With commercially available 3D computer modeling software and hardware, the slices are reconstructed into an acoustic solid. The acoustic solid can be rotated to any desired angle of view. With this software, an operator can also visualize cross-sections of the acoustic solid. Sectioning can take many different forms—a single horizontal, vertical, or diagonal section can be removed. Multiple sections or “bits” can be removed which are correlated to material properties, rather than by geometry. For example, an operator might remove the entire molding compound from an IC package and still leave intact the image of a crack within the molding compound.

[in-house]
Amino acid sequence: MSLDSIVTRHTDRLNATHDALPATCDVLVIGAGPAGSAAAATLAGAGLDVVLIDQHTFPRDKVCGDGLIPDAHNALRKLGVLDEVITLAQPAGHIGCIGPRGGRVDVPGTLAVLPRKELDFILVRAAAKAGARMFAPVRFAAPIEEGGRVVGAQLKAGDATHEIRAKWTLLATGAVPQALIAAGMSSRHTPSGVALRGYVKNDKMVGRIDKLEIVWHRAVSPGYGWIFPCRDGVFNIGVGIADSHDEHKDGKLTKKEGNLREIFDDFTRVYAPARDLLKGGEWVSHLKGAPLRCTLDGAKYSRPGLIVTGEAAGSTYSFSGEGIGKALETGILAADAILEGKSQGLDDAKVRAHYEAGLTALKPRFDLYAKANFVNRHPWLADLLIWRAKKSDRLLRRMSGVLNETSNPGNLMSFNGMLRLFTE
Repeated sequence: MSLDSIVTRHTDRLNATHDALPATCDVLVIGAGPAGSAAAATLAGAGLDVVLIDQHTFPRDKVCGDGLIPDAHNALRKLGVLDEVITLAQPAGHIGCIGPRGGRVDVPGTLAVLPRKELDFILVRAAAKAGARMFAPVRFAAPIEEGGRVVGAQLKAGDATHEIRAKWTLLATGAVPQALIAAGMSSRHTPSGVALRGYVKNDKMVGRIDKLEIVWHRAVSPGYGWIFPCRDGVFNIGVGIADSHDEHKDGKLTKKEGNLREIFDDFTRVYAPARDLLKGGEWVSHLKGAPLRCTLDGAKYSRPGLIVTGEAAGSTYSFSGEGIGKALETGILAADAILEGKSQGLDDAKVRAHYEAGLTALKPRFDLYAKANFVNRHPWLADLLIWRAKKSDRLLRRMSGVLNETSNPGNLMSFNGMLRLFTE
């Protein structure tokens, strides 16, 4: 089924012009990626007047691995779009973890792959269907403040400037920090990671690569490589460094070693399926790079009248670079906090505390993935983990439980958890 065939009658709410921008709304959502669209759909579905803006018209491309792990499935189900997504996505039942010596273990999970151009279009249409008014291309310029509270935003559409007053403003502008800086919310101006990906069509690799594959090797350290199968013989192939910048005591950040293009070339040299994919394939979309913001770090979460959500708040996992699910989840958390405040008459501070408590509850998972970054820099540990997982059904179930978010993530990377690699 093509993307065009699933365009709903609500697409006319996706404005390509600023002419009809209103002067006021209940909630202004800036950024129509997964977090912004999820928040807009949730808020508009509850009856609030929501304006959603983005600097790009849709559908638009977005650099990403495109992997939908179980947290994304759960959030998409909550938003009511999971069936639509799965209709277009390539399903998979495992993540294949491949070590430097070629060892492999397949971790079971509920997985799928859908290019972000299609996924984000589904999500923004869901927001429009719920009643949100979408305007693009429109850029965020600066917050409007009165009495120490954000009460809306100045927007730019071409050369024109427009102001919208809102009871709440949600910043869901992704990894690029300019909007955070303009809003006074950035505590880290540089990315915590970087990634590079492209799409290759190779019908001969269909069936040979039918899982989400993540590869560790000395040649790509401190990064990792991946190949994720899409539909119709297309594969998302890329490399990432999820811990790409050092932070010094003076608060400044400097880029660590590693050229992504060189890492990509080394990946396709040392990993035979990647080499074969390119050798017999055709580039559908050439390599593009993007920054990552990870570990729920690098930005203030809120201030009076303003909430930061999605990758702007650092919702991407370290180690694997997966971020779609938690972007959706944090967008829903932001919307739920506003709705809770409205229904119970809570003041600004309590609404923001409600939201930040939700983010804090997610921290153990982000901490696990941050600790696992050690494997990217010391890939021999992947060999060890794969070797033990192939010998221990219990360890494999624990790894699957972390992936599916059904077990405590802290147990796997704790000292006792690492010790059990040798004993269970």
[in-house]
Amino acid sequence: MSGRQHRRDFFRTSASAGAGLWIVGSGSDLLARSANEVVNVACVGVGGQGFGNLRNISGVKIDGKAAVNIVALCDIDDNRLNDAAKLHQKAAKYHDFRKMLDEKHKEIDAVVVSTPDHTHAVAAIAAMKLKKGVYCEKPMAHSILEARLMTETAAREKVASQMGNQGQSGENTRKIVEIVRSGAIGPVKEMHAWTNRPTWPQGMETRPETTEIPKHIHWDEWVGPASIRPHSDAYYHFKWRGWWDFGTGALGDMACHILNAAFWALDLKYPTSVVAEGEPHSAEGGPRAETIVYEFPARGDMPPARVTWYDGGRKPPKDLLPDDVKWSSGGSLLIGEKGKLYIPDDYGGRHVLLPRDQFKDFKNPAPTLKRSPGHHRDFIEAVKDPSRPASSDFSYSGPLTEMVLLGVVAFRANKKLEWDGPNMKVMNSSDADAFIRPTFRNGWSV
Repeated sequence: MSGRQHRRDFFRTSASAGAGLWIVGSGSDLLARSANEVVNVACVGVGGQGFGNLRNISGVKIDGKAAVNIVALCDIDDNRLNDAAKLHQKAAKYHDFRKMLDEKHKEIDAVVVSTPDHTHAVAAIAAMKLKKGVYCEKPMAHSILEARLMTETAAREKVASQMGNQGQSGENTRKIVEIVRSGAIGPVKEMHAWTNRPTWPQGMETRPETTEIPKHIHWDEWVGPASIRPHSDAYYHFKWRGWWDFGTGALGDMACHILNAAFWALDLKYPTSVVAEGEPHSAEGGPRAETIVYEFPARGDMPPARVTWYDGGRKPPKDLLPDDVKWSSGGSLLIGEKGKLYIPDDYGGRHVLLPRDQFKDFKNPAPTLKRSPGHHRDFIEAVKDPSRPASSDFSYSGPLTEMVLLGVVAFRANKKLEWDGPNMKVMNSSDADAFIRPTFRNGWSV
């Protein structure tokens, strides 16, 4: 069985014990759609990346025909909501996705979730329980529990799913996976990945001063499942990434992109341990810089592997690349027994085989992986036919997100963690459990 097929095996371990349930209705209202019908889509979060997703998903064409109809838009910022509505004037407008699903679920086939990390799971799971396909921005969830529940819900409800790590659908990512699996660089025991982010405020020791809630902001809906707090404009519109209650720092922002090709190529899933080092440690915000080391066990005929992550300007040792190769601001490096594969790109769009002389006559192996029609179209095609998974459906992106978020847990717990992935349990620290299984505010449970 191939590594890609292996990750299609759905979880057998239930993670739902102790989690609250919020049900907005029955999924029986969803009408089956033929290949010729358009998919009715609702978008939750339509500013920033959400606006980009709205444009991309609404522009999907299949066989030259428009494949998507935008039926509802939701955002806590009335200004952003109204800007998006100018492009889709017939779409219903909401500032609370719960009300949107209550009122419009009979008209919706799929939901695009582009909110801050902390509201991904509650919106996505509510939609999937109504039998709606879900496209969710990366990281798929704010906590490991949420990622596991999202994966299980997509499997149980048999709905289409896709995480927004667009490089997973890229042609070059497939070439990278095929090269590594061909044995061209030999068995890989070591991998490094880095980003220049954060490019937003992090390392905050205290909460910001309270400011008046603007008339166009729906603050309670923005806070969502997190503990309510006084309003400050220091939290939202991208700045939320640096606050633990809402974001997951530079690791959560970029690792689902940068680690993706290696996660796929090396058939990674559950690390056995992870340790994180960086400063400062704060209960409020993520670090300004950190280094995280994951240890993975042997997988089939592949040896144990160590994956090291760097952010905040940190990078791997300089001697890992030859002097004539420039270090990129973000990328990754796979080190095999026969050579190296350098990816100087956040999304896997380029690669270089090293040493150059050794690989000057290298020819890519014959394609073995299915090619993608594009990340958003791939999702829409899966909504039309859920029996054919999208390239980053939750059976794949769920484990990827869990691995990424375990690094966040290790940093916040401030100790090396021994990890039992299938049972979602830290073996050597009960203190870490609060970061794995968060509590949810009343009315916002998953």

To create a composite acousto-optic solid which can be viewed from any desired angle, a correlative optical 3D dataset must be generated from which a 3D rendering can be created which has the same viewpoint (apparent or actual), scale, and orientation as the acoustic solid. Suitable three-dimensional photographic cameras and software are in widespread use today. The essence of what must be accomplished is simply to capture a 3D dataset which represents optical images of the sample from various viewpoints in a sphere of possible viewpoints surrounding the sample. The location in space and orientation of the camera are accurately recorded for each image acquired.